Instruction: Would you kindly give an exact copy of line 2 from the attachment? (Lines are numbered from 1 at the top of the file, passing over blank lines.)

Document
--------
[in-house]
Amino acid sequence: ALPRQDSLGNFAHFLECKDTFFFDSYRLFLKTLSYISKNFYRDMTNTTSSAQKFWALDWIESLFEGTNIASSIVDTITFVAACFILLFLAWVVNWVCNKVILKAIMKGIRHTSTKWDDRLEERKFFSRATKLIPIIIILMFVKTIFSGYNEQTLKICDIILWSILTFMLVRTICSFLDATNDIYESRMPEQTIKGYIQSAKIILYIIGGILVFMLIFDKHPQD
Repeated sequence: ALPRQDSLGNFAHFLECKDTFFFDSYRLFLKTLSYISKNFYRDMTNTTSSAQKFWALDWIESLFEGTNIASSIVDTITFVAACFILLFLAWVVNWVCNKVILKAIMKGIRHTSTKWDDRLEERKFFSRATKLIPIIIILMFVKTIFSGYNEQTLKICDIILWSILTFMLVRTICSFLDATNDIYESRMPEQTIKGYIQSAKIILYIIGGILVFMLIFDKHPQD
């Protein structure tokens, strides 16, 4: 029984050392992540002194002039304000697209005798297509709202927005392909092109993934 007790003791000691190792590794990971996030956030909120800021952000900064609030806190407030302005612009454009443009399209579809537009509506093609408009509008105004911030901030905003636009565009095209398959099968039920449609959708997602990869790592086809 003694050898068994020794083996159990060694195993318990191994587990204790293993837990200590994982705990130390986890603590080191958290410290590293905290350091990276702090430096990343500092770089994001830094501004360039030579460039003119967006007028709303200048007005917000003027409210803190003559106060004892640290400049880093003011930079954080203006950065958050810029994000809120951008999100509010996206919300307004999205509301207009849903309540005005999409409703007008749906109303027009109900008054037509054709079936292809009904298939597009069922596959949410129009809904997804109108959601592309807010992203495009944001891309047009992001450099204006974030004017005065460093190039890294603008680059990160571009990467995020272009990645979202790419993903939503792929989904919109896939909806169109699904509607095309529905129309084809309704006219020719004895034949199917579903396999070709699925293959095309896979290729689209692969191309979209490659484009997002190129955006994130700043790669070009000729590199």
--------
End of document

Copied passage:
Amino acid sequence: ALPRQDSLGNFAHFLECKDTFFFDSYRLFLKTLSYISKNFYRDMTNTTSSAQKFWALDWIESLFEGTNIASSIVDTITFVAACFILLFLAWVVNWVCNKVILKAIMKGIRHTSTKWDDRLEERKFFSRATKLIPIIIILMFVKTIFSGYNEQTLKICDIILWSILTFMLVRTICSFLDATNDIYESRMPEQTIKGYIQSAKIILYIIGGILVFMLIFDKHPQD